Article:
Japanese policymakers have not defined a strategic vision to address the evolving world environment. Such a grand strategy must be accompanied by bold, effective leadership to mobilize public support for Japan's regional and global role. A national debate must take place if Japan is to reverse its present wayward course. The election of the opposition DPJ and its commensurate search for a policy could prove to be catalyst.
The U.S.-Japan alliance is not a house of cards. But it is underperforming, and weaker than generally perceived. As one U.S. official said, "Getting Japan to do more is like pushing a string." The alliance needs shoring up, including wider understanding and public acknowledgement of its strengths, weaknesses, and limitations to allow a more robust U.S. discussion of its own defense needs. Endlessly repeating the bromide of "Japan as linchpin" is not a viable strategy and it ill serves the United States. A failure of America's leaders to understand, appreciate, and take necessary transformative measures puts Washington's ability to achieve its objectives at risk and raises dangers of crises in Asia and around the world.
Bruce Klingner is Senior Research Fellow for Northeast Asia in the Asian Studies Center at The Heritage Foundation.
U.S.-Japan Mutual Security: The Next Twenty Years, edited by Edwin J. Feulner, Jr., and Hideaki Kase (Washington, D.C.: The Heritage Foundation, 1981), p. v.
Michael Finnegan, "Managing Unmet Expectations: The U.S.-Japan Security Alliance," unpublished workshop paper, p. 5.
Ibid., p. 2.
Kent E. Calder, Pacific Alliance: Reviving US-Japan Relations (New Haven: Yale University Press, 2009), p. 151.
Japanese Defense Agency, Defense of Japan, 2004, as quoted in Richard J. Samuels, Securing Japan (Ithaca, N.Y.: Cornell University Press, 2007), p. 195.
James L. Schoff, "The U.S.-Japan Alliance and the Future of Extended Deterrence," Institute for Foreign Policy Analysis, March 2009, pp. x, 18, at /static/reportimages/86D2267C3E4D31BE705C75C5887E19A0.pdf (August 13, 2009).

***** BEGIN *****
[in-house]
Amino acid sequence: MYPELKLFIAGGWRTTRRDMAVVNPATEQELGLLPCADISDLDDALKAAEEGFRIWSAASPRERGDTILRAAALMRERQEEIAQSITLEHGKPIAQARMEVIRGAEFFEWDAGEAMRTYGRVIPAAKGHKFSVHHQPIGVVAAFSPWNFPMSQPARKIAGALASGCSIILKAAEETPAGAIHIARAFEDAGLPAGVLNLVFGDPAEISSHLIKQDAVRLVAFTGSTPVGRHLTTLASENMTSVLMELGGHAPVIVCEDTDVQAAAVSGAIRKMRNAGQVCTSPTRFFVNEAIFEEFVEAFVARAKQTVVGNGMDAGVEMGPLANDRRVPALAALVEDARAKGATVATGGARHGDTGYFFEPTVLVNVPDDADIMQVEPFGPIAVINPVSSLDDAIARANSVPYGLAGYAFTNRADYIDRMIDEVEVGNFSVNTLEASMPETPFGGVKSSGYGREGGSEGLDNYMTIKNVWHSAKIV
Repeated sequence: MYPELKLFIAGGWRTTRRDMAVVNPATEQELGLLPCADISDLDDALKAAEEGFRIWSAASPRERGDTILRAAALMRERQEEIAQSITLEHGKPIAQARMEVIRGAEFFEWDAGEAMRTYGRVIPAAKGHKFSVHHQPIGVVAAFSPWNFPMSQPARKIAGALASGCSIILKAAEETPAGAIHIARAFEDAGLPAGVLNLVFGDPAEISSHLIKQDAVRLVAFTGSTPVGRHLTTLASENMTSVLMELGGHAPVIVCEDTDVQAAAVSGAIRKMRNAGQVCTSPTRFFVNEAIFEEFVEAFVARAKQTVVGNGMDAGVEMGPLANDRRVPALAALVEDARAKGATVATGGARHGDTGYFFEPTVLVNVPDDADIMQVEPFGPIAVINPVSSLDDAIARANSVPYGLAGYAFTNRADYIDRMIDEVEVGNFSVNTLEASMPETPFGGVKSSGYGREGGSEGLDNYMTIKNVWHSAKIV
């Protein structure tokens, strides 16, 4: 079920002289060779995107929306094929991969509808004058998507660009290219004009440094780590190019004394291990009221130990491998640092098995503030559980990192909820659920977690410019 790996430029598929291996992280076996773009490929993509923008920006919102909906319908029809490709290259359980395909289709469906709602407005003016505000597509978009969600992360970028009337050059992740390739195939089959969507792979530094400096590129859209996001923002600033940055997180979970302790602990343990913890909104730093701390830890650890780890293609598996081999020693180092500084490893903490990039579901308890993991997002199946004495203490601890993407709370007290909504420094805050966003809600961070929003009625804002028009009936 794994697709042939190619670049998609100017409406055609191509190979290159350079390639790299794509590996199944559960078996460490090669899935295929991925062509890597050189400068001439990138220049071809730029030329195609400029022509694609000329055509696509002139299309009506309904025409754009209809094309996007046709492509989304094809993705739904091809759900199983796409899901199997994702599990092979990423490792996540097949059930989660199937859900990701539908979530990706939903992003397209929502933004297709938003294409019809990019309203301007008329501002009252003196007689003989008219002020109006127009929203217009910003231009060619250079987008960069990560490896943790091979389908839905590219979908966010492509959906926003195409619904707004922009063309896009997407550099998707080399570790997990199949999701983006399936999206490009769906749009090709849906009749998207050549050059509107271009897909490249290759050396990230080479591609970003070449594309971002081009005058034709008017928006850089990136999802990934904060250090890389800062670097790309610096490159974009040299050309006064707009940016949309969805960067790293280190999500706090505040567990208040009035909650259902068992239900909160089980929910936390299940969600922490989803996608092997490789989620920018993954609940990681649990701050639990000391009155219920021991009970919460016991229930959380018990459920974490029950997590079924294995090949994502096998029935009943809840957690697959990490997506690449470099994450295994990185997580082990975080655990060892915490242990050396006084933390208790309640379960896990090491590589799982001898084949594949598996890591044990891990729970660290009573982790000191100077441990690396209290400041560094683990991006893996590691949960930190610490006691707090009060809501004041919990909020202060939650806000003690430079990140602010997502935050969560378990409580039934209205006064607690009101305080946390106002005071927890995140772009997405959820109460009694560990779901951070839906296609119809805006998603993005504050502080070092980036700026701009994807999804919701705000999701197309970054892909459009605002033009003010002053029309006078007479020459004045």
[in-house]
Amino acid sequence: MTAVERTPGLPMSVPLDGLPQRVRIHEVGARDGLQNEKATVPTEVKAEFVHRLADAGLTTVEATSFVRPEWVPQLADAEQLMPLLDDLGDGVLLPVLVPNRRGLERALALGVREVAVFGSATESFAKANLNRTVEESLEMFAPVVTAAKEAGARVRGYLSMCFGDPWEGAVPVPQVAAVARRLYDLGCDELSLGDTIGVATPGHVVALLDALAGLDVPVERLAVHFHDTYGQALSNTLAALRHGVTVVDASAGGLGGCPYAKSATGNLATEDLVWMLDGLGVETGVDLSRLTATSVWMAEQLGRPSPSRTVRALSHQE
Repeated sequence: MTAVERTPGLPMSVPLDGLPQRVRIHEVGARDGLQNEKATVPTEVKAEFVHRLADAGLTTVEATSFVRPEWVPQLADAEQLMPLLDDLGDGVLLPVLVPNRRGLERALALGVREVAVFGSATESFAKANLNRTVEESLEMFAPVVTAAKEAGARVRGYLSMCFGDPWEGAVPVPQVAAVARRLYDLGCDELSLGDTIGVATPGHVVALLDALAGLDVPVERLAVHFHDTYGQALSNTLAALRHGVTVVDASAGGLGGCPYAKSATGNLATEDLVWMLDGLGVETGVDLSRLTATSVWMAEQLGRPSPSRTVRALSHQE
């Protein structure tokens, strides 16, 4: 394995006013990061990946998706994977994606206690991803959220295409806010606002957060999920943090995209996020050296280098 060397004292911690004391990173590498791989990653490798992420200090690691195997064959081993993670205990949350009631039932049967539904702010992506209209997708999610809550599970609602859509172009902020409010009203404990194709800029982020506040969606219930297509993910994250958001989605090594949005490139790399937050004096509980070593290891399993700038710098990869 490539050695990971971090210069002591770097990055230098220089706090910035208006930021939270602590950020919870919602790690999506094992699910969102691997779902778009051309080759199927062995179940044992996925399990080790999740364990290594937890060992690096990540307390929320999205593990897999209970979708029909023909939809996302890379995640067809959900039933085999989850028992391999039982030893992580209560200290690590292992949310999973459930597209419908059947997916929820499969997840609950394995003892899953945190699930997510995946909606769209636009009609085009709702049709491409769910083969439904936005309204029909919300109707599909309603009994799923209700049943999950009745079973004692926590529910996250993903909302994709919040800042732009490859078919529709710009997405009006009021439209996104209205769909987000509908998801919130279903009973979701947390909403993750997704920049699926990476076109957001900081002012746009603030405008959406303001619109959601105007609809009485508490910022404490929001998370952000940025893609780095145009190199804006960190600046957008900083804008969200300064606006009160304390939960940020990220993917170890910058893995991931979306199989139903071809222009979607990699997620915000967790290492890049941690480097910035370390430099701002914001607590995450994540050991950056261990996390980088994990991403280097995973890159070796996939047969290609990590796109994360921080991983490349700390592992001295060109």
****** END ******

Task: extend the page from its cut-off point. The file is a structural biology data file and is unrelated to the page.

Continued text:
Tobias Harris, "Butter over Guns," Observing Japan, March 19, 2009, at http://www.observingjapan.com/2009/03/butter-over-guns.html (August 4, 2009).
Richard J. Samuels, "Wing Walking: The U.S.-Japan Alliance," Global Asia,Vol. 4, No. 1 (March 2009), p. 18.
Yoichi Kato, "Interview/James Shinn: 'Don't Let the Tower of the Alliance Tumble,'" Asahi Shimbun, February 11, 2009, at http://www.asahi.com/english/Herald-asahi/TKY200902110032.html (August 6, 2009).
"Lower House Approves Antipiracy Legislation Over Opposition," Kyodo News, April 23, 2009; "New Law for Antipiracy Missions," The Japan Times, April 28, 2009; and "Japan Expands Anti-Piracy Mission," BBC, June 19, 2009.
"Obama and Japan/Futenma Relocation a
Pressing Issue," Yomiuri Shimbun, November 19, 2008, at
/2008/11/obama-and-japan-futenma-relocation.html (August 4, 2009).
Calder, Pacific Alliance, p. 228.
Brad Glosserman and Tomoko Tsunoda, "The Guillotine: Demographics and Japan's Security Options," Pacnet Newsletter, CSIS, No. 45, June 17, 2009.
"Government to Pay Salaries for 80,000 Afghan Cops," Yomiuri Shimbun, February 24, 2009.
Hitoshi Tanaka, "A New Leadership Role for Japan," Global Asia, Vol. 4, No. 1 (March 2009), p. 10.
Ibid., p. 11.
The existing plan calls for the redeployment of 8,000 Marines from Okinawa to Guam and the relocation of the Marine Corps Futenma Air Station to a more remote northeastern Okinawa location.
Kim R. Holmes, Liberty's Best Hope: American Leadership for the 21st Century (Washington, D.C.: The Heritage Foundation, 2008).
Formally known as the Prime Minister's Advisory Panel on Reconstruction of the Legal Basis for National Security. The panel, convened by former Prime Minister Shinzo Abe, released its report in June 2008 urging Japan to adopt a less constrictive interpretation of the theory of collective self-defense. Former Prime Minister Yasuo Fukuda refused to adopt the panel's recommendations.